As part of their 2023 grant cycle, the Graham Foundation has awarded funding to support an exhibition envisioned and curated by Associate Professor Charles L. Davis II. The exhibit, “The Black Home as Public Art,” will present nearly a dozen interventions into the Black home, exploring a new model of architectural practice that operates as a culturally rooted and politically motivated form of public art. The exhibition will be on display in the School of Architecture’s Mebane Gallery in Spring 2024, followed by a symposium and publication developed by Davis alongside Assistant Professors Tara A. Dudley and Bryan Norwood.
"This event is the first of three paired exhibitions and symposia that will collectively inaugurate a new online digital archive—the Black Space Archive—that will document the multiple forms of Black creativity that have shaped our built environment from the late nineteenth century to the present," Davis said. "The polemics of this series purposefully broadens the label of 'architect' to capture a wide range of historical figures who have shaped Black spaces, from master builders operating in the U.S. before 1865 to engineers and artists operating at the scale of architecture in the interwar and postwar periods, as well as the experimental spaces of radical homemakers and activists from the founding of the nation. I hope this project will positively contribute to disciplinary efforts to pluralize the canon of celebrated architects and designers in our profession."
Founded in 1956, the Graham Foundation for Advanced Studies in the Fine Arts fosters the development and exchange of diverse and challenging ideas about architecture and its role in the arts, culture, and society. Each year, the Foundation awards project-based grants to individuals and organizations in support of innovative, thought-provoking projects that investigate the contemporary condition, expand historical perspectives or explore the future of architecture and the designed environment.
Davis’ proposal is one of only 38 awarded funding as part of the Graham Foundation’s 2023 organizational grant cycle, with over $500,000 distributed this year to organizations around the world. Davis joined the School of Architecture faculty in Fall 2022 as an Associate Professor of architectural history and criticism. His academic research excavates the role of racial identity and race thinking in architectural history and contemporary design culture.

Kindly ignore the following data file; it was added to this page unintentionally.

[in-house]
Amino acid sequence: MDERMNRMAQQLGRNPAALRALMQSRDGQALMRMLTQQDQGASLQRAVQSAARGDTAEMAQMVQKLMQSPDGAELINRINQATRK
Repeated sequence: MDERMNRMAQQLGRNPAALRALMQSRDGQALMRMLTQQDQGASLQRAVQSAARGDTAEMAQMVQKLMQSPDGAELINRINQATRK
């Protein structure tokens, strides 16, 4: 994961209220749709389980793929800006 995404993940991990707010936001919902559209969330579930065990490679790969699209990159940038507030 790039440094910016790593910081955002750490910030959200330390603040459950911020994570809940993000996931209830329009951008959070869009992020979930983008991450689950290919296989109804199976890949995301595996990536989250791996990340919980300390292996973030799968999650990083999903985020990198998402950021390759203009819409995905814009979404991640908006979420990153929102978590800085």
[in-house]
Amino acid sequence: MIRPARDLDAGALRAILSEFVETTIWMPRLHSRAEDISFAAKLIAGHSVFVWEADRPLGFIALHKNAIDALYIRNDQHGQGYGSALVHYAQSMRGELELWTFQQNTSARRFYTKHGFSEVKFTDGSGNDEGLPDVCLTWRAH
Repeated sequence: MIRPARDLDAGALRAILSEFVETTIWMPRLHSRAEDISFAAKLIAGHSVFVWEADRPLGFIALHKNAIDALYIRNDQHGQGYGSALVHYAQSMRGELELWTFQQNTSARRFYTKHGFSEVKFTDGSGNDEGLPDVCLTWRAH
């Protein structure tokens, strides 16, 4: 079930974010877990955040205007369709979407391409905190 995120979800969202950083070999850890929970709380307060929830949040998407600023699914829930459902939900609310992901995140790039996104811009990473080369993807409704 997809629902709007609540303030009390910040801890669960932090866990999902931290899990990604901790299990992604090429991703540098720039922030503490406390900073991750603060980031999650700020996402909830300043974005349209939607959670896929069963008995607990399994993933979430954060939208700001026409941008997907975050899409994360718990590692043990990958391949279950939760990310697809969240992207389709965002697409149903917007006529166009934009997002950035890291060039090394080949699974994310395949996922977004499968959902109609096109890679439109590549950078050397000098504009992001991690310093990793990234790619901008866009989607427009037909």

The University of Texas at Austin has not received a Graham Foundation organizational grant since 2010, when both the School of Architecture and the Harry Ransom Center received awards for Center 17: Space and Psyche and I Have Seen the Future: Norman Bel Geddes Designs America, respectively. In 2020, then-doctoral candidates Kathleen Powers Conti and Willia Granger received the Graham Foundation’s Carter Manny citation of special recognition for their dissertations, “Tell it Like it Was”: Race, Memory and Historic Preservation in the American South (Conti) and Constructing Old Age: Race, Ethnicity, Religion, and the Architecture of Homes for the Aged (Granger).
More details about the timing for Davis’ Spring 2024 exhibition will be forthcoming. The complete exhibition description is below.
The Black Home as Public Art
This exhibition investigates nearly a dozen artist-led interventions into the Black home that provide a new model of architectural practice that operates as a culturally rooted and politically motivated form of public art. Situated outside of commoditized interpretations of home ownership (as capitalist investment) or autonomous demonstrations of architectural precepts, these projects shape the built environment by concretizing the radical demands of Black social movements, contemporary politics, and generational ideals of racial uplift. Such practices are unique for the hybrid professional identity of the “authors” who, while not licensed architects, insist on the importance of aesthetic interventions in fostering a collective Black imaginary. From Amiri Baraka’s Kawaida Towers and Tyree Gordon’s Heidelberg Projects to June Jordan’s literary depictions of renovated Harlem brownstones and Rick Lowe’s Project Row Houses, this exhibit recovers the innovative patterns of Black authorship that have been whitewashed or erased in disciplinary histories of licensed architectural genius.
Photo caption (above): Carol M. Highsmith, “Art house” in Baton Rouge, Louisiana, February 10, 2021. Digital photograph. Courtesy the artist